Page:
Precipitation continued in the Tulsa area and upriver, compounding the floods. The Corps lowered the dam again, ultimately releasing 275,000 cfs by May 26. On May 29, the Corps gradually raised the dam again, and by May 31 the dam was releasing 200,000 cfs, more than the 182,000 it is estimated to be taking in.

Unfortunately, more storms are on the horizon, both in the immediate future and stretching into the next years and decades. Our climate continues to change, and with greater change comes more instability.

The Fourth National Climate Assessment, released last year, attempts to outline the risks and impacts of climate change across the United States over the coming century.

Although more research is needed, the climate report shows some evidence that severe storms, tornados, hailstorms and other extreme weather events will increase in our area in the coming century. Storms are difficult to predict, but the Arkansas River gets its water from a huge area covering parts of northern Oklahoma and southern Colorado and Kansas. Increased storm activity anywhere in this watershed could increase our risk for floods.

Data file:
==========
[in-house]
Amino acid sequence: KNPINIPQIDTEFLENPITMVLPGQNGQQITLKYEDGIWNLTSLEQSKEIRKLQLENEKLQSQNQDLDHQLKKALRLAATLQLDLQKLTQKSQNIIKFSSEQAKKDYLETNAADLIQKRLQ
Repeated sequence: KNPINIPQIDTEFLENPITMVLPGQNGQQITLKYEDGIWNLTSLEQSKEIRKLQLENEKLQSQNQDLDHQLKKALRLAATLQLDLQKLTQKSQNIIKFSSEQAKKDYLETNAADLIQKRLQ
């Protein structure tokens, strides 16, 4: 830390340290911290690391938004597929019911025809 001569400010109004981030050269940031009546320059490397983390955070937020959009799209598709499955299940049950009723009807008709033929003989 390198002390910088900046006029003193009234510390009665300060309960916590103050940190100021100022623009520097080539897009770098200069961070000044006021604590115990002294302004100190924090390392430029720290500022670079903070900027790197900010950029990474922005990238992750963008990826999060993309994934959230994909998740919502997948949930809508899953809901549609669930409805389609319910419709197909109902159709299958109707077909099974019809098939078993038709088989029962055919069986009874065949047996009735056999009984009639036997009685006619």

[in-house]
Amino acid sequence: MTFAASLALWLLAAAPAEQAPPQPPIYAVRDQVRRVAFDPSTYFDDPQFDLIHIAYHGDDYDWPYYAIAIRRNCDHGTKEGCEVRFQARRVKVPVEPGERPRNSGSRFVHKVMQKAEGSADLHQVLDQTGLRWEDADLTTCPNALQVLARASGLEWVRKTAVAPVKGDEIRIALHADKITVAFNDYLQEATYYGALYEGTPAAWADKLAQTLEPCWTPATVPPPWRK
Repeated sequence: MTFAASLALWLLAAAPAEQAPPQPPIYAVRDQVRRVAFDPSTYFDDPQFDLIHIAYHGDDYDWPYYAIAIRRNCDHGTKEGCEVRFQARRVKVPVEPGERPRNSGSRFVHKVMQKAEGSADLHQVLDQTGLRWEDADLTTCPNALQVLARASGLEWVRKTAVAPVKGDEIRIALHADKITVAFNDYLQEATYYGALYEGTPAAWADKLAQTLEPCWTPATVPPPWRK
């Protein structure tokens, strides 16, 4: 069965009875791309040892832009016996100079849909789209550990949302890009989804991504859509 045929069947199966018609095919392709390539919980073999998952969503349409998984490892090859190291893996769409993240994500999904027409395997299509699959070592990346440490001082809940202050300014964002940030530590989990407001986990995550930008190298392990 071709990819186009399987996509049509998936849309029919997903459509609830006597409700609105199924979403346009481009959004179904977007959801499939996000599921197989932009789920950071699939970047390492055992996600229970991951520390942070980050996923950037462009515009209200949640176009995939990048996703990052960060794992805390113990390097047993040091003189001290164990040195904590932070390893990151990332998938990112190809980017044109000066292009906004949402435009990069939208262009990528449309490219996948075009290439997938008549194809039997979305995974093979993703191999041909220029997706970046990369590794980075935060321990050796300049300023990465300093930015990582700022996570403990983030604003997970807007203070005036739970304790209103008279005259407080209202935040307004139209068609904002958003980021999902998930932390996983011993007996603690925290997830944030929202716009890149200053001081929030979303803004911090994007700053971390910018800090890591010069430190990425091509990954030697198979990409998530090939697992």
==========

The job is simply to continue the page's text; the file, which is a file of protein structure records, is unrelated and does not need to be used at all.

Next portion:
It is known that extreme weather events like this cause stress to existing infrastructure. Dams, bridges, levees, roads and other crucial infrastructure built to withstand historical extremes will be exposed to greater strain than ever intended.

The authors of the report found that many dams and levees in our region, the Southern Great Plains, have gone uninspected and unmaintained. These responsibilities fall largely on local governments, many of which lack the funding and resources to fulfill them. Small towns and rural municipalities are especially vulnerable.